Honda aims for a solid-state-powered EV by the end of the decade

The automaker is battling the dendrite problem with a polymer fiber coating.

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/ The Honda e is adored by journalists, but it’s small and expensive.Honda

By all rights, Honda should be further along with its electrification strategy. The Honda Insight beat the Toyota Prius as the first mass-market hybrid to be introduced into the US market by seven months. Instead, other manufacturers seemed to have jumped on the EV train while Honda was still buying a ticket. After appearing to languish, the company announced that its first modern EV in the US would be the fruit of a team-up with GM. But under new leadership, it’s working with partners and striking out on its own for its long-term EV strategy.

At its research and development facility in Tochigi, Japan, Honda is working on what it believes will be the breakthrough that brings solid-state batteries to the market. While Honda is happy to work with General Motors and Sony on electrification efforts, the automaker is working solo to bring the technology to the masses by the end of the decade.

“In the springtime of 2024, we will start a pilot line (for manufacturing). Then if we can be successful, we believe we can launch a vehicle with a solid-state battery in the latter part of the 2020s. 2029, 2028,” Shinji Aoyama, Honda’s global leader of electrification, told Ars Technica during a roundtable interview at Honda headquarters in Tokyo.

/ The head of Honda’s global electrification plan explains it to Ars. Roberto Baldwin

At the same meeting, Honda global CEO and president Toshihiro Mibe added that the automaker hasn’t decided which vehicle will be the first to be outfitted with a solid-state battery. Mibe noted that the company would like to outfit not just cars with the batteries but also motorcycles. Plus, there are the more financially lucrative uses: selling the technology to partners and other automakers. However, it’ll likely be two to three years before Honda lays out its solid-state business plan. But once the technology is ready to go, Honda will be happy to sell it to anyone.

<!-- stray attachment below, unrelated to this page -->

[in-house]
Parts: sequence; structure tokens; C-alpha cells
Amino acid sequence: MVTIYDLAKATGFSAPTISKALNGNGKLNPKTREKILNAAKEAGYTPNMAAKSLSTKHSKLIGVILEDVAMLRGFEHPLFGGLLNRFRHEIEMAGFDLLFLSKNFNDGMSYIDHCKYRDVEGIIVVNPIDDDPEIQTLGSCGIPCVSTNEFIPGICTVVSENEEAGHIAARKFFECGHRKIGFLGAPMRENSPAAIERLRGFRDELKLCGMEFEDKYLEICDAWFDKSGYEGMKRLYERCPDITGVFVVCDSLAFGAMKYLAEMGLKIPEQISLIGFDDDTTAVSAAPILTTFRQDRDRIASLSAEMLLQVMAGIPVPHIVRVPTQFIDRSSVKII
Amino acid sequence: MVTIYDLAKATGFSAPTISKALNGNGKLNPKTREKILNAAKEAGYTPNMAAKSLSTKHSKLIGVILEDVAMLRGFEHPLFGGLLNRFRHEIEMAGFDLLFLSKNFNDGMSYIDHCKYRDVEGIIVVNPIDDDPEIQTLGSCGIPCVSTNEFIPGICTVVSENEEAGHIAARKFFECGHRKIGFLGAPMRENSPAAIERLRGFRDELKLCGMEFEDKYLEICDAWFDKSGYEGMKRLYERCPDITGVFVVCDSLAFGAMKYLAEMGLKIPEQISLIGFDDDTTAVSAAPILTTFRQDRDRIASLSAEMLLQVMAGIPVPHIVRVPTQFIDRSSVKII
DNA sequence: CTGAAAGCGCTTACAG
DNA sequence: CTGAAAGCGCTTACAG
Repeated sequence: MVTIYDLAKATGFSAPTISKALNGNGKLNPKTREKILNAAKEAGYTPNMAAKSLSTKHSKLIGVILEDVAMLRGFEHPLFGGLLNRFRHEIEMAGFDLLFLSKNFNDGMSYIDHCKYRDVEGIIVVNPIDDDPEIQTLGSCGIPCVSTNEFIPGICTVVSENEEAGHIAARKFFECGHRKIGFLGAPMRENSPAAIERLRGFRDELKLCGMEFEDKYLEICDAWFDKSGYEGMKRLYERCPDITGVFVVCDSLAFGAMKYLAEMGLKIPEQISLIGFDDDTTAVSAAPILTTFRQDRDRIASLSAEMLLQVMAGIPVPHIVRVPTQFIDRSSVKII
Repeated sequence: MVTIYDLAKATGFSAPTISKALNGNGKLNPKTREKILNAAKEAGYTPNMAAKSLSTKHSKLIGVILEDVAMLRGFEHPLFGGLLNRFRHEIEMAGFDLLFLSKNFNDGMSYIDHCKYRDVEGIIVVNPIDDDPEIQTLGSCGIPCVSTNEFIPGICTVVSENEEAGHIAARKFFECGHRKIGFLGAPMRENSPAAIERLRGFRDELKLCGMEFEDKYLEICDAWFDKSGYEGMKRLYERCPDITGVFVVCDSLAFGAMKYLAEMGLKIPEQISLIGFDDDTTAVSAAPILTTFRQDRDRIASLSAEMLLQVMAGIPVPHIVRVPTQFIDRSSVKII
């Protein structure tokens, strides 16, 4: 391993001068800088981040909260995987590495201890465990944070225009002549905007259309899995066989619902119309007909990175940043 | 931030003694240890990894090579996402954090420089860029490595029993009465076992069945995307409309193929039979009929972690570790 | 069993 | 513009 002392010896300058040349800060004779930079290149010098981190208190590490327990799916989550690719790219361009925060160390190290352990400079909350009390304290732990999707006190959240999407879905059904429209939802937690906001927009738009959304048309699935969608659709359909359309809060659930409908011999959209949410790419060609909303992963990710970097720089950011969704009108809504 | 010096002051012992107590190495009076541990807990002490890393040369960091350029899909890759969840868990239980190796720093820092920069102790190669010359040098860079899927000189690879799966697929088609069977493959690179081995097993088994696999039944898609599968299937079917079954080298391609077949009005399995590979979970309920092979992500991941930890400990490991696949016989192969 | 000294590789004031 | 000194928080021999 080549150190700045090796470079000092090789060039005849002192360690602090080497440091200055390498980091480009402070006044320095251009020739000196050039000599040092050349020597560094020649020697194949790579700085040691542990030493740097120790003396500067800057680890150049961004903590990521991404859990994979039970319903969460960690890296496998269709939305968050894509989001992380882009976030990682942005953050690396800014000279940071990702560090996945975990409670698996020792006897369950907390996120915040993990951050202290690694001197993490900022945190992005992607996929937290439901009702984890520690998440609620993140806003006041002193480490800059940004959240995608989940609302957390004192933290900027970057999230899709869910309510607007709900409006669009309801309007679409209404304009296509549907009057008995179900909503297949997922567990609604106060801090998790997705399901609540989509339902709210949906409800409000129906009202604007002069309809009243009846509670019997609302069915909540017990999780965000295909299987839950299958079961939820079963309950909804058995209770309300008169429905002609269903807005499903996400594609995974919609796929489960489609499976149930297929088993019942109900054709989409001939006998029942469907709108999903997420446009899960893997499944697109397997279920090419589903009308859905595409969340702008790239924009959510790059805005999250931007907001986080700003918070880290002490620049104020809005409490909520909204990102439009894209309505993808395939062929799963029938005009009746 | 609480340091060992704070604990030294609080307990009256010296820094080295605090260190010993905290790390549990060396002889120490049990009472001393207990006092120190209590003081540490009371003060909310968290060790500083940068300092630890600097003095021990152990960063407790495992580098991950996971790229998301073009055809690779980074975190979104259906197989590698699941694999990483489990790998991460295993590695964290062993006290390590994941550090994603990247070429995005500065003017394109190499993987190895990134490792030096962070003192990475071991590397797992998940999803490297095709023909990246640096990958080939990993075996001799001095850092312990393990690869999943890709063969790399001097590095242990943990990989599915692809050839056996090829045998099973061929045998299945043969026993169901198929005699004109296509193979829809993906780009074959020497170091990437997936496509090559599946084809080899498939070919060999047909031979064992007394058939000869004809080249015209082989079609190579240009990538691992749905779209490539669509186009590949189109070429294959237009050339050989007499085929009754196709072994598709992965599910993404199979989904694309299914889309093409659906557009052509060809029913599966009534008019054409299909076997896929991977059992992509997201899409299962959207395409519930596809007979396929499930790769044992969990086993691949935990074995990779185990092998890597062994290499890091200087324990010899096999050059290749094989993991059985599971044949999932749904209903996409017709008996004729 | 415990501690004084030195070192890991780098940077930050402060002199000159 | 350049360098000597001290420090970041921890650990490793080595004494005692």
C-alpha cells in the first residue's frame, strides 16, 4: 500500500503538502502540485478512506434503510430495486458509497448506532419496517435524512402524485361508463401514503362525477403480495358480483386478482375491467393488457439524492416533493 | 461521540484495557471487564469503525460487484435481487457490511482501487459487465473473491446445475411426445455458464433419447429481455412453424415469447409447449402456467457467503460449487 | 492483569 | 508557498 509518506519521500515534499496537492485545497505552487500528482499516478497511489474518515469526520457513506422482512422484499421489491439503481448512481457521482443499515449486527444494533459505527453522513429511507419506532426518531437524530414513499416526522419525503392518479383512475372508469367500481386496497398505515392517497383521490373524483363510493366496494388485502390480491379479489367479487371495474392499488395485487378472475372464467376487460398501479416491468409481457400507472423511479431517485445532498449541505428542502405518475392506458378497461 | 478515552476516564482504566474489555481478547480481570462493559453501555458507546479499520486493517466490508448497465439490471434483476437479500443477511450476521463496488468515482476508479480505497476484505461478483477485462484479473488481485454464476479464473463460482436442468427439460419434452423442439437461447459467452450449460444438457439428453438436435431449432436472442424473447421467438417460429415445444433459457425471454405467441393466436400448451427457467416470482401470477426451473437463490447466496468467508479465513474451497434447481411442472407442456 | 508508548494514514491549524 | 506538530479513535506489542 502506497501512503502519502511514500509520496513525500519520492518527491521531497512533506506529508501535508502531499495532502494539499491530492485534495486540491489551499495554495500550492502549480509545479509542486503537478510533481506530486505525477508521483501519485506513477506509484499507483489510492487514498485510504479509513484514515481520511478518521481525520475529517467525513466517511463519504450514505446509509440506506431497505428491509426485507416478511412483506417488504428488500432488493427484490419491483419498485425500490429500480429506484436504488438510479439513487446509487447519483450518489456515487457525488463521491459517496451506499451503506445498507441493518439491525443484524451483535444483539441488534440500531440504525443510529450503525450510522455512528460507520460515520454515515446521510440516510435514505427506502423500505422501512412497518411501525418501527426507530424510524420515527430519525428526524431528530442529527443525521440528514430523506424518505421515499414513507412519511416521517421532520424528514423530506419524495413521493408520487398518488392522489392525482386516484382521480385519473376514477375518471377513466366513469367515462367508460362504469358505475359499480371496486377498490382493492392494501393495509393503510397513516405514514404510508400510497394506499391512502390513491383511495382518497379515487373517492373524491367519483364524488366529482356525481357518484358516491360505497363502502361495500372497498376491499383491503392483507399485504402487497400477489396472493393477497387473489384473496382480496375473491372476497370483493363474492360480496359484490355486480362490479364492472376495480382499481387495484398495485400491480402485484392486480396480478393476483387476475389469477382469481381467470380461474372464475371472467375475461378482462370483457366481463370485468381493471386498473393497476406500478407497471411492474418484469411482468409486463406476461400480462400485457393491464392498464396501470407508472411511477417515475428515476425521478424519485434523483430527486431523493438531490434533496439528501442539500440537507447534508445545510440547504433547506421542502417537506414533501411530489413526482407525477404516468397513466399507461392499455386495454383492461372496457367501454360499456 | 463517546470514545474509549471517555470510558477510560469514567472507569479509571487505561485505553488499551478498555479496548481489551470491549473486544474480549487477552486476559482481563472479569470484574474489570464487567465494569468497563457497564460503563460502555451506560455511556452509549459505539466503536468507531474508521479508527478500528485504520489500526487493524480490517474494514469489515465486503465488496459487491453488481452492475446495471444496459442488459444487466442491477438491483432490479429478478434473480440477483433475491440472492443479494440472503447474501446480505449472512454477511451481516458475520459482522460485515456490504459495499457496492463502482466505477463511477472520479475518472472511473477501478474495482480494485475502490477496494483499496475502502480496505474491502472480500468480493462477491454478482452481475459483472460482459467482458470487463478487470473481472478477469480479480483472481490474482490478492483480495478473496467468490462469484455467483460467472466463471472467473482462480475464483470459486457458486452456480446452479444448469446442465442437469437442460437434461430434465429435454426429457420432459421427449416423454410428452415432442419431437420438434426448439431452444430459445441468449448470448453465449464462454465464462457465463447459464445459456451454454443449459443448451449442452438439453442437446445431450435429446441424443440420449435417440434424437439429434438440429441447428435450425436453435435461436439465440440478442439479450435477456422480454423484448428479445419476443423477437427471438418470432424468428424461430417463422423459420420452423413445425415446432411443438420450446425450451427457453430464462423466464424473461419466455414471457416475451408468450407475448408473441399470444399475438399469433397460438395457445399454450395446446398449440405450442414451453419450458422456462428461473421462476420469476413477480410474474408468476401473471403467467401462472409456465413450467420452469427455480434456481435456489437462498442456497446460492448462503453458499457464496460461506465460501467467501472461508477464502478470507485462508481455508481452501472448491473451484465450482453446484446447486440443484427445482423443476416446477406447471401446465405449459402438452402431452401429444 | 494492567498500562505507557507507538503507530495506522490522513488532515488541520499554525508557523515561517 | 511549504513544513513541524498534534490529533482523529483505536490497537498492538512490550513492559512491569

First, it has to contend with the issue of solid-state longevity. The batteries might be potentially cheaper, safer, charge quicker, and hold more energy per pound, but they also don’t have much of a life span.

A rolled sandwich

At its R&D facility, Honda hopes to solve the dendrite issue with solid-state batteries with fiber. Dendrites are tiny crystal spikes that form in the lithium metal anodes of solid-state batteries over time. The problem is that the dendrites bore through the electrolyte over time and cause a short circuit during charging, reducing the battery’s life span.

Honda’s solution is to sandwich the solid electrolyte with a polymer fabric. The fabric sits between the electrolyte and the positive and negative electrodes. All of these elements are roll pressed instead of stamped, which Honda believes should give the company greater control over the thickness of each battery. Both the makeup of the polymer fabric and the amount of pressure Honda is using with its roll press are proprietary. As expected, they wouldn’t give us details about either.

The fabric buffer layer should keep dendrites from forming without sacrificing the battery’s capabilities. At least, that’s what Honda hopes. The automaker is still in the early stages of testing these batteries at its facility. Still, they have to work quickly if they want to be ready for the pilot manufacturing of solid-state batteries at the Sakura, Japan facility in the spring of 2024.

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